Monday, July 25, 2016

Across the Pond to early 1500s: the GAYLORD/GAYLARD/GAYLAUD/GAYLER family

The GAYLORD family in the Pitminster region of Somerset England is known in early Connecticut by Alice GAYLORD who had married Richard TREAT 27 Apr 1615. Richard and Alice came to America in 1630 with their 9 surviving children. [Treat Genealogy].  Note that TREAT is TROTT in England. Alice is the first Gaylord I ran across in my research.

Alice and her husband, Richard TREAT, were the parents of (Gov.) Robert TREAT, Robert being the 6th of 11 known children of this early settler couple. Some information on Alice was found through searching the TREAT biographies and records. I found Alice's surname unusual and went searching for any possible ancestors in Pitminster. There are many variants of the name as shown in the title of this blog.  It is believed the original surname is of French Huguenot origin: GAILLARD of Normandy. There are also early Gaillard settlers in the southeast states who came directly from Normandy. For those who love history: The Bayeux Tapestry may be 'read' for the history of the conquest of England by William, the Conqueror, uniting England and Normandy.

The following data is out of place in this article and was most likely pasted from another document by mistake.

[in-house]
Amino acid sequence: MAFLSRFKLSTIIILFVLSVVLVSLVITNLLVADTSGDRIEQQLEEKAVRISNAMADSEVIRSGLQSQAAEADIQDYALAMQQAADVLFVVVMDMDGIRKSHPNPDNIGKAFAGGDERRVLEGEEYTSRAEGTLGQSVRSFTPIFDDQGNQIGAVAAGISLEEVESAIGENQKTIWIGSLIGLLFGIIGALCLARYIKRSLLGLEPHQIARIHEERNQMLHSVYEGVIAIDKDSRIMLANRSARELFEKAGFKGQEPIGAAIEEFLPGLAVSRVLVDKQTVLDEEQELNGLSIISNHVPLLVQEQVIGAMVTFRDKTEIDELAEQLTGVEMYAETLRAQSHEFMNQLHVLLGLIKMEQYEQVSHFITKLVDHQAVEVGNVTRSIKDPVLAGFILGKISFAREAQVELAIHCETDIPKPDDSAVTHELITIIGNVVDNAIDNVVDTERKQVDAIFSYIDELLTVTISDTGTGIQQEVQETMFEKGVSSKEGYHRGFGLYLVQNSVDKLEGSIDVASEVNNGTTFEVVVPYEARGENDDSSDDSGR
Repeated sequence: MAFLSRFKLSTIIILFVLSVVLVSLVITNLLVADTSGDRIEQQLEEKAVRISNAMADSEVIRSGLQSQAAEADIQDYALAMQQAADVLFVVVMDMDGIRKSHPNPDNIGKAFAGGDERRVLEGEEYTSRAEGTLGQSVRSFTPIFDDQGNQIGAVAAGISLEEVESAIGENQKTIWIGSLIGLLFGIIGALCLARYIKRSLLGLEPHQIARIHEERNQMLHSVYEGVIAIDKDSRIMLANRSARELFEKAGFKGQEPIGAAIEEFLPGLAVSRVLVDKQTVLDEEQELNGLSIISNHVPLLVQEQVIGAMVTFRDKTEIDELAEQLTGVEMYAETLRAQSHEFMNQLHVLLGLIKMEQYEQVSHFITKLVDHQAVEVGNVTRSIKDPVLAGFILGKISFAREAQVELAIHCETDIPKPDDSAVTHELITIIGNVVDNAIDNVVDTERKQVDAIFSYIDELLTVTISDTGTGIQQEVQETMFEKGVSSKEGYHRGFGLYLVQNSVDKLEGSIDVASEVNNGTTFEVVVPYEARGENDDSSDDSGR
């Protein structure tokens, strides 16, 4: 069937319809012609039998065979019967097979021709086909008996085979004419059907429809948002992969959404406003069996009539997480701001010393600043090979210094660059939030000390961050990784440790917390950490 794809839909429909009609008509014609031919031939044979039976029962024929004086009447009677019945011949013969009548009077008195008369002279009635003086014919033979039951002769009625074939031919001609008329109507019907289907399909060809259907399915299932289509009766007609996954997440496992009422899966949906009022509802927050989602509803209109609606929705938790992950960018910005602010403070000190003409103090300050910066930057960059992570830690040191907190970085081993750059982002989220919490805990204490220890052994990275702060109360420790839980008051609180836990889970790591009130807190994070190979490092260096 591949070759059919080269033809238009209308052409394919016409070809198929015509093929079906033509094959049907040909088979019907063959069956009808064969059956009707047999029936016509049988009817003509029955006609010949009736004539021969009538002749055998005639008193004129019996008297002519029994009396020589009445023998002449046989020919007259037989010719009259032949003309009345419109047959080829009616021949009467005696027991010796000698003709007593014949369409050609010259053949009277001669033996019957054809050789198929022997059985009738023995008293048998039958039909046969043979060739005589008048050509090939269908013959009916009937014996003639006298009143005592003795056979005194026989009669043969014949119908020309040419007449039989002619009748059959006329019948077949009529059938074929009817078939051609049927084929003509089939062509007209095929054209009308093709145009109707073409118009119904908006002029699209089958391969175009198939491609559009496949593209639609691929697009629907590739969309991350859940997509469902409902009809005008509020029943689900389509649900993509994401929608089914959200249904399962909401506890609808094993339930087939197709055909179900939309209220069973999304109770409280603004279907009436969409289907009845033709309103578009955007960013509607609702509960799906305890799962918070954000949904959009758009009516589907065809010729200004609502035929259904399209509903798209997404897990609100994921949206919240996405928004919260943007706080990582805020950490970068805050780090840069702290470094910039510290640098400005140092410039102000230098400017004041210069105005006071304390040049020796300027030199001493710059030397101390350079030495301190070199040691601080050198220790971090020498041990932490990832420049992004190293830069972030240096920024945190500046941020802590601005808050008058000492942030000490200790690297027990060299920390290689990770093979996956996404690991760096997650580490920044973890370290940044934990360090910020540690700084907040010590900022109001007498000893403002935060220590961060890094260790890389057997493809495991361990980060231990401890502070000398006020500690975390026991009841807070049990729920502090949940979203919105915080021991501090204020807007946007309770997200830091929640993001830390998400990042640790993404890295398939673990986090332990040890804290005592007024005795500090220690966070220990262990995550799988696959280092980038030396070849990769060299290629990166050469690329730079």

Alice seems to have been the youngest of 5 children of Hugh GAYLORD and wife Johane AILVYN, and was baptised 10 May 1594 at the church of St. Andrew & St. Mary, built about 1300.
    His daughter Alice was baptized at Pitminster, 10 May, 1594, and married there, 27 April, 1615, Richard Trott (Treat), and came to America with her husband and their nine surviving children in 1630.  (The image above of the Pitminster parish church is from Mike Searle)